It’s De Gaulle Or Nothing
As the world seems to have decided on dizzyingly moronic self-destruction as the way forward, it’s important to know that there are still constants left that we can cling to. That in the maelstrom of ego-driven global self-harm, there are those things that offer a degree of comfort by their unbending refusal to be knocked off course.
The French unions for instance, despite a huge electoral mandate for change, are now on strike because they don’t like change. Actually, they do like change very much, and can see its necessity, but it’s everybody else that needs to change apparently, and not them. The President of the United States too continues to conduct himself with all the dignity of a grubby pervert soiling an adult nappy and Nigel Farage takes pompous bell-endery to new heights. What’s more, the entire Brexit ‘plan’ was and laughably still is, a steadfast refusal to acknowledge economic and logistical stormclouds and just shout ‘we can do this, can’t we? I mean, we’re British for Heaven’s sakes.’ Plus ça change.
So in a week that included five flights, a Eurostar trip, three different hotels and yet another pet burial it’s good to be tipped straight back in the emotional food blender that is trying to get French nationality. I say pet burial, but I’m afraid I’ve got a bit blasé about these things. One of the hens died, and thankfully before I had to administer the coup de grace, but the fact that I don’t know the name of this hen gives you some idea of the frequency of this event. I know she was named after one of The Supremes, but whether it was Florence or Cindy, I just can’t say. In my defence, my mind was elsewhere.
I do indeed have to have another citizenship interview. What I thought was my interview turned out to be some sort of mock exam or yet another security check, I’m not sure. I have now had an uninvited police visit at home to check my papers, summoned to another police station elsewhere to also check my papers and question my motives and now, will have the interview about my knowledge of France and her values. It’s quite unnerving to be ‘checked out’ to this extent, obviously I can understand it, but the only threat I represent is potentially creating a killing fields scenario of dead backing-singer themed fowl. I’ve done all the research on trying to get French nationality and this number of security interviews is rare indeed, but it could be self-inflicted. I have two UK passports and I’ve got them mixed up somewhere along the line. I have two passports because I was doing gigs for the Ministry of Defence a few years ago, in hush-hush places, airbases bigger than Swansea but which don’t officially exist, and I had to give up one passport regularly to get visas, while I needed the other one to get home. Maybe this has set alarm bells ringing somewhere I don’t know, but surely my work on the frontline of the war against terror should count for something, shouldn’t it? Hey France, I’ve been defending freedom through the medium of trite observation comedy, cut me a little slack here. I should be on the list for the Légion d’Honneur not offered another chance to slash away at the French language and talk about Fraternité again.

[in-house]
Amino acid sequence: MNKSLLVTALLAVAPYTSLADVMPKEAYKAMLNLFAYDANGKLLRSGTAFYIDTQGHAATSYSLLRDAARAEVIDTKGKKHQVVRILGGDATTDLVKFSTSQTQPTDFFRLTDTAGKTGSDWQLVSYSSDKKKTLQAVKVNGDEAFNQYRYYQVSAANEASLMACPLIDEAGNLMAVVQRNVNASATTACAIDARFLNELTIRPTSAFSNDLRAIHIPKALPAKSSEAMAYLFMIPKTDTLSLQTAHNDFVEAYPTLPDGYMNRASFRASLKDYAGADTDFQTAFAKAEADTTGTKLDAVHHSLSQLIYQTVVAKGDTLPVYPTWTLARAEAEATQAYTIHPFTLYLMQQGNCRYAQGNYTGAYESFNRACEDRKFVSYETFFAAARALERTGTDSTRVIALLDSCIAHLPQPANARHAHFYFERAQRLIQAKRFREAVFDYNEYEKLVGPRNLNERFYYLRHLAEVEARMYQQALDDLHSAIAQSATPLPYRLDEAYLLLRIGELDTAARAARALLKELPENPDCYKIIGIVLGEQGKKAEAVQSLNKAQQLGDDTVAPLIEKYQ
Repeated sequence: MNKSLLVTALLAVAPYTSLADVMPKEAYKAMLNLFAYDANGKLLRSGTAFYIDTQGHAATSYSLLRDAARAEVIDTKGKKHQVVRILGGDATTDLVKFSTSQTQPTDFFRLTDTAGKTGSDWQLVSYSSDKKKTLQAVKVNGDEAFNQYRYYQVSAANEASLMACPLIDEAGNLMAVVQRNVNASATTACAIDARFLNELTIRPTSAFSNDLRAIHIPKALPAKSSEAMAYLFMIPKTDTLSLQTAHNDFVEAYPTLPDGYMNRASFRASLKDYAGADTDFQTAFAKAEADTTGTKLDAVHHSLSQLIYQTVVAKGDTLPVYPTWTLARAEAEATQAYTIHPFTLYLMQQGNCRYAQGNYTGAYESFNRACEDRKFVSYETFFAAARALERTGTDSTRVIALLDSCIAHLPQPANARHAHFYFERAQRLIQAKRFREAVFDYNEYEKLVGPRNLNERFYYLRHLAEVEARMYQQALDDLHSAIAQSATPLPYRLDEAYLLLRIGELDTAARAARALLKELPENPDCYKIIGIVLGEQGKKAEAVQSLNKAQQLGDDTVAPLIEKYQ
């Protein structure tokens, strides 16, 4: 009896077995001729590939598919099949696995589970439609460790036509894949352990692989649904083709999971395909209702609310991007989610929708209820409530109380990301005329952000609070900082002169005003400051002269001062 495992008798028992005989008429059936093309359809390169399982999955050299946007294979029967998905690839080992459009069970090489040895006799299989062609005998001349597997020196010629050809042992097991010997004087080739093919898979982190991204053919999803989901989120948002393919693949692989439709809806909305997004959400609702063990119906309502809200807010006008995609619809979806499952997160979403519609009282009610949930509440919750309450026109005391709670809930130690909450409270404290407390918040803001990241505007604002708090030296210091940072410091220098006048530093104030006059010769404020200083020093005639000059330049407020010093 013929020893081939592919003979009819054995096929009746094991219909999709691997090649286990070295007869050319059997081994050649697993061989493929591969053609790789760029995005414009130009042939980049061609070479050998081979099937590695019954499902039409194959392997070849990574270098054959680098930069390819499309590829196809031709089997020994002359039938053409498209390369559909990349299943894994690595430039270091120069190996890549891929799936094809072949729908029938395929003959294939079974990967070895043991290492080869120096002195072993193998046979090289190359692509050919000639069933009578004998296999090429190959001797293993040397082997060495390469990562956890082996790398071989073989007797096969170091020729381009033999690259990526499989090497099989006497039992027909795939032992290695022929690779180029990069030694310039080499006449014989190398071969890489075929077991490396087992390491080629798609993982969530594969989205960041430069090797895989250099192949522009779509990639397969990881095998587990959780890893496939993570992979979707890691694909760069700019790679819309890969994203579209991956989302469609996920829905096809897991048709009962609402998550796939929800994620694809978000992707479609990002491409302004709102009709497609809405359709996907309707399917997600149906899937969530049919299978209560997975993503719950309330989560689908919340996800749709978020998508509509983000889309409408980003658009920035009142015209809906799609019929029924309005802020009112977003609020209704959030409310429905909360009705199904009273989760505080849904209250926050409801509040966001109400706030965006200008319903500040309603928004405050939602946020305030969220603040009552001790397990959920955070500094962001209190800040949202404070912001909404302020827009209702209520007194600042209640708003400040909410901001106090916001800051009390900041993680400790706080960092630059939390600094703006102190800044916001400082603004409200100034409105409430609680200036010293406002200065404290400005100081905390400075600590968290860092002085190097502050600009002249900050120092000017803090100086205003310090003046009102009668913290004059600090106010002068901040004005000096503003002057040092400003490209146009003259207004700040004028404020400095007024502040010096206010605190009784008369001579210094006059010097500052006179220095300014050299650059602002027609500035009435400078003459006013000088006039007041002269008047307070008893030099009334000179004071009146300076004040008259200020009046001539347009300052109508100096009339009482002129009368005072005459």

My struggle to become a French citizen is like Brexit itself, the more I think about it, the less likely it seems it will actually happen. De Gaulle didn’t try this hard to be French. It’s not that I’ve unlearned the values of France, imperative knowledge for these interviews, it’s just that if I currently embody the values of anything it’s Brexit itself: that of a half-baked fantasy, ill-conceived, interminable and floundering on cunning European detail. I’m in my own Transition period now. And by the way if future historians don’t look back on Theresa May’s proposed Transition Period as the Hokey-Cokey era of Brexit, then someone’s not doing their job.
My next interview is in Tours on October 12th at 9am ‘précises’, which is awkward because at 9pm précises on the 11th, I’ll be on stage at an event in Berkshire and then at 9pm précises on the 12th, I’ll be on stage at an event in Surrey. I could write to the authorities and ask for my interview to be moved, of course I could, but that would initiate hollow fonctionnaire laughter and my dossier being moved to the bottom of the pile marked, ‘To be Dealt with sometime after the 2024 Olympics.’ No, I can’t cancel or ask to move the interview. I will drive through the night, which I’ve calculated will get me to Tours for 8am and then I’ll turn back round for my gig in Surrey. It sounds like madness, largely because it is madness, but I don’t see that I have a choice. The French state seems Hell-bent on their Columbo approach to my application (‘Excuse me Sir, just one more thing…’) and I just have to do as I’m told. If my language skills are a hindrance at these interviews then the least I can do is show a sort of suicidal commitment to the cause and nearly kill myself in the process. And who knows? Extreme exhaustion, combined with caffeine-pill jittery adrenalin, might prove a winning combination under the intense scrutiny of the French immigration service.
Then again, it may not. They may ask why, if I’m so damned sure I want to be French in the first place, I keep buggering off to the Home Counties to tell jokes about being in France. And then it’ll be back to square one, back to Hokey-Cokey limbo again, when all I really want is a bit of Can-Can.
This is the 55th Full English Brexit blog, and – hopefully – will be part of the book. When that book comes out is difficult to say, it’s with a brilliant agent and the feedback is good… but, you know, Brexit innit?
My other best-selling books are available here IAN’S BOOKS.